September 12, 1977 was the 36th anniversary of Steven Bantu Biko’s murder by torture and assault by apartheid security forces.
His untimely and unnecessary death remains a blight on the otherwise highly regarded medical profession in South Africa.
This is an edited extract from a speech by Prof. Roy Jobson at a memorial for Dr. Neil Aggett at Kingswood College on 14 September 2013.
I am here as part of the “Neil Aggett Support Group” to announce the establishment of the Dr Neil Aggett Unit by Médecins Sans Frontières (MSF) also known as Doctors without Borders. This regional initiative of MSF will assist, enable and empower young doctors and health care workers to take on various activist roles.
Yesterday was the 36th anniversary of Steven Bantu Biko’s murder by torture and assault by apartheid security forces. His untimely and unnecessary death remains a blight on the otherwise highly regarded medical profession in South Africa. The doctors in charge of his “care” while he was being tortured were negligent – they were taking orders from policemen. Caring for someone who is being tortured is surely an oxymoron!
The official structures of the medical profession remained silent – the Medical Association of South Africa, and the South African Medical and Dental Council. It took a brave Professor at UCT and some of her colleagues to force the profession as a whole to critically look at Biko’s murder and demand justice. The late Professor Francis Ames taught me, and would have taught Neil, neurology. She said, at the time of the Biko murder, that unless the issue is publicly dealt with, the medical profession in South Africa is doomed to a loss of ethics and morality.
In her book, Beverley Naidoo reveals the complicity and collusion of another medical doctor with the security police. This was a psychiatrist, who misrepresented Neil’s state of mind and mental reasoning to the inquest.
When the magistrate eventually found “no one to blame,” but suggested that one of Neil’s fellow detainees could be held “morally responsible,” George Bizos, representing the family said that it was an “unbelievable judgment.
This is one of the reasons why the Neil Aggett Support Group is planning the prosecution of Neil’s torturers – who we believe, induced his suicide and in effect, murdered him.
The march of the Eastern Cape Health Crisis Action Coalition on Bisho is to protest the appalling health care conditions in the Eastern Cape generally.
It’s with a sense of shame as an academic, that I have to point out, that none of the four major tertiary education institutions in the Eastern Cape, to the best of my knowledge, have been actively involved in organising this protest. Academics, like the medical and health care professions, tend to be conservative. We tend to more easily speak out (and write) against injustice than stand up or fight against, injustice.
The Eastern Cape health “crisis” goes back much further, however. In 1978, 35 years ago, working at Butterworth Hospital in the former Transkei, a young Dr Dawson, now more generally known as “Dr Jobson,” had to watch babies dying of meningitis because there was no penicillin available.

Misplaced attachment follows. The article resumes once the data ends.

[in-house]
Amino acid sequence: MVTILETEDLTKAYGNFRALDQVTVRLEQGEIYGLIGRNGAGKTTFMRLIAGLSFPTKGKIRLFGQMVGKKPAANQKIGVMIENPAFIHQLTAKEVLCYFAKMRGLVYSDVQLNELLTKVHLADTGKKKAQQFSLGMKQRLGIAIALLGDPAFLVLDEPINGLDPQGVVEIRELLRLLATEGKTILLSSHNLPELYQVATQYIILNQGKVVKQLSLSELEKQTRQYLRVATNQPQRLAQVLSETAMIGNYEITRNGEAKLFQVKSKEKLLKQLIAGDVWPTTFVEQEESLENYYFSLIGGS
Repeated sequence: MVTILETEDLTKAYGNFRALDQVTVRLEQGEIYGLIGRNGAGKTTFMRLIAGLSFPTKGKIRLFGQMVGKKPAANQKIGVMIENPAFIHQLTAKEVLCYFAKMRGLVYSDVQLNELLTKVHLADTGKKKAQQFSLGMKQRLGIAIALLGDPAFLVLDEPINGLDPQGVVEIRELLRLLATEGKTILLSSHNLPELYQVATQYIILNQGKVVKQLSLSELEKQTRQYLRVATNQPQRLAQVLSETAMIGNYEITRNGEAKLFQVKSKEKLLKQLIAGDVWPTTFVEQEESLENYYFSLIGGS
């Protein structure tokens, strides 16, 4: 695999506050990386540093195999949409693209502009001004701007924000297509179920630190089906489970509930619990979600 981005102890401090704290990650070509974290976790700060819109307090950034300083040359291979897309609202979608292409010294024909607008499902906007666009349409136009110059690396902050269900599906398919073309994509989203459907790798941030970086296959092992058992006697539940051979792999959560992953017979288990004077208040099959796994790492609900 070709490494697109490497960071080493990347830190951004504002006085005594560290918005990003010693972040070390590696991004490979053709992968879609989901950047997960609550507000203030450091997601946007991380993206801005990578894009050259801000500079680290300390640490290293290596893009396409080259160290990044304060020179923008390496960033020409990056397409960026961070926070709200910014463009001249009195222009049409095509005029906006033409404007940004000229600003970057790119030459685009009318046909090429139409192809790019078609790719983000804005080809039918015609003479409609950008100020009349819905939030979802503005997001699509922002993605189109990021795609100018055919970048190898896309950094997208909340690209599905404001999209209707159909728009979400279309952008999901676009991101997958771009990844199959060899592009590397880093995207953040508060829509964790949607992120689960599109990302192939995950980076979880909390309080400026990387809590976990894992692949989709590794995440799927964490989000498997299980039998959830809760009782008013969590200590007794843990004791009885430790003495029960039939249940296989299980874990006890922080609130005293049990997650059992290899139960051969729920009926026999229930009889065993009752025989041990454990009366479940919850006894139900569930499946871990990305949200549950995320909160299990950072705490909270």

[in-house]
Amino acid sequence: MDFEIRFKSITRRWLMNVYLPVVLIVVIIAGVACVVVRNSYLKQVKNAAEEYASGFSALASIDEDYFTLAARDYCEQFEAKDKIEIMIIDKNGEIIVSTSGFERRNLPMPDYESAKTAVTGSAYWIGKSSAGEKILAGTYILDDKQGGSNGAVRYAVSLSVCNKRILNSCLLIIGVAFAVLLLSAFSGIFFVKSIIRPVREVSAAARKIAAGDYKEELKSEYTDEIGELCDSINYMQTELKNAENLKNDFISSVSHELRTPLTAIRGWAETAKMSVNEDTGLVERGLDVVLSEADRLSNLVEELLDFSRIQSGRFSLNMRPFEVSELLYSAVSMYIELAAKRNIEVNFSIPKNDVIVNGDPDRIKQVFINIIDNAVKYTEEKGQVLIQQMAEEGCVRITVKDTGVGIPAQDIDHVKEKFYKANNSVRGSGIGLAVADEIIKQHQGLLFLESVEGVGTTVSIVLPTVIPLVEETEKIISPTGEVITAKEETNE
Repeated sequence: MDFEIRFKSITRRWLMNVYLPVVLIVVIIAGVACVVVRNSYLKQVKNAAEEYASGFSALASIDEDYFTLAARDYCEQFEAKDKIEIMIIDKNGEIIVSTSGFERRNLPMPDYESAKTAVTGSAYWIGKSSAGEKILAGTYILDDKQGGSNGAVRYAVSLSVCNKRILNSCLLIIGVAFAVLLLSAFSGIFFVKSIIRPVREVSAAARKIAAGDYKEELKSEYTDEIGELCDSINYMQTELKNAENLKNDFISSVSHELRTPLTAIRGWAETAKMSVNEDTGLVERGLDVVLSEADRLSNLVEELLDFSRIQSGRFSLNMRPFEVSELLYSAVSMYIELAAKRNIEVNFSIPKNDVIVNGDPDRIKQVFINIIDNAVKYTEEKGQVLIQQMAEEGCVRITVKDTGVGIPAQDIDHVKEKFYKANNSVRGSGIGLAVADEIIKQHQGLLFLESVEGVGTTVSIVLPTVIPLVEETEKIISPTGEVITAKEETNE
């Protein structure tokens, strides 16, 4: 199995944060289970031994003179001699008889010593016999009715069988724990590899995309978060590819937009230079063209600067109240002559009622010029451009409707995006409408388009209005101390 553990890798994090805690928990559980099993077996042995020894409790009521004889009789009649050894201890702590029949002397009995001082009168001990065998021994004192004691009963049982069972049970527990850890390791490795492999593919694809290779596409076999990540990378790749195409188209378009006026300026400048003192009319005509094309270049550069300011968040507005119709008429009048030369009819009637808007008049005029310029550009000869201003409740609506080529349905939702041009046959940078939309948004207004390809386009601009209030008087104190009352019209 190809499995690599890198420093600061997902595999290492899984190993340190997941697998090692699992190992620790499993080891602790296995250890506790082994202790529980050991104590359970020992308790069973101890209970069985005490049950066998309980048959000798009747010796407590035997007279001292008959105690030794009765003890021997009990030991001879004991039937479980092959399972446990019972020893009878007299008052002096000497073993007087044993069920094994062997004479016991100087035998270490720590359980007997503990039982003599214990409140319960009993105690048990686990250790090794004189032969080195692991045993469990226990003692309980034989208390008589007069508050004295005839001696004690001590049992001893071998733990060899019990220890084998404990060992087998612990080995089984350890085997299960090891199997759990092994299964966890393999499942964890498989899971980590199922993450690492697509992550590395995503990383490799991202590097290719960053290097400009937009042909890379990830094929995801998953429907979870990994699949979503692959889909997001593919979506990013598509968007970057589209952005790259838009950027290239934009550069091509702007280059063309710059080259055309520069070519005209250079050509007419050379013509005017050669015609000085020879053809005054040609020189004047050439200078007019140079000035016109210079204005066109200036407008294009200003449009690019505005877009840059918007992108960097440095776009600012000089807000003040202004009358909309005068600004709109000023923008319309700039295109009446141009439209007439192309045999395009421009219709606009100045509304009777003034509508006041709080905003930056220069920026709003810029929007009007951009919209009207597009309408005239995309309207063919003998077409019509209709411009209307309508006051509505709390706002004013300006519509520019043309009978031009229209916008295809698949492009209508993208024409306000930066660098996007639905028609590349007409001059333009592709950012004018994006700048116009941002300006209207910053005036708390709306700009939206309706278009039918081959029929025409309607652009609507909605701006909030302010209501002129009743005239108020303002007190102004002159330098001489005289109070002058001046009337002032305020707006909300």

Médecins Sans Frontières (MSF) is an organisation that gets things done. Even when the authorities are prevaricating. Perhaps the most significant of their actions was to set up clinics where antiretroviral therapy could be provided to people who were HIV-infected. They also initiated the use of Prevention of Mother to Child Transmission or PMTCT with nevirapine in their clinics, when the national government was still “testing” it in “pilot” sites. Their experience was later used as evidence in the court case which ordered government to “roll out” PMTCT nationally.
I think it’s important to acknowledge Neil’s trade union involvement. I am sure he would himself have acknowledged that his own education as a doctor was completed by his union work. Perhaps every medical doctor who wants to make a significant difference to South Africa and its citizens should have an experience of being educated within a union?
The most important thing I want to say today is:
As Neil did, and as MSF have done, doctors and health care workers should not only speak out on what is unacceptable, but, “get their hands dirty” in providing humane, meaningful, and rights-based health services. It’s not necessary to wait for government to do their job, before we do ours. Surely the true meaning of “civil obedience” must be when we serve other people.
As doctors, as Kingswoodians, and as citizens, sometimes, perhaps often in the Eastern Cape, we have to get stuck in, and make things right as far as we possibly can. And we have to realise that this may require sacrifices which may even be painful and costly – and includes our own money. This is the example that Neil set us, and we are conscience-bound to follow.
In concluding I want to share from two emails. One is from Neil’s sister, Jill Burger. She says: “I am so touched and impressed by the esteem that Kingswood has shown towards one of their old boys. Perhaps some of Neil's ideas and attitudes will make a lasting impact on the young people who school there today. Please pass on my greetings and grateful thanks on to the College, as well as to Jay Naidoo for supporting us in gaining recognition of what Neil did during his lifetime.”
The other email I want to quote from comes from Nathan Geffen – the former Treasurer of TAC. He said: “What separates MSF from most other medical NGOs is also what separated Neil Aggett from most other doctors. Neither were willing to stay neutral in the face of gross injustice.“
The official launch of MSF’s Dr Neil Agget Unit will take place in Johannesburg on 4th October, two days before Neil’s 60th birthday. We express our deep gratitude to MSF for this recognition of our colleague and exceptional Kingswoodian.
Prof. Roy Jobson – Old Kingswoodian (1973)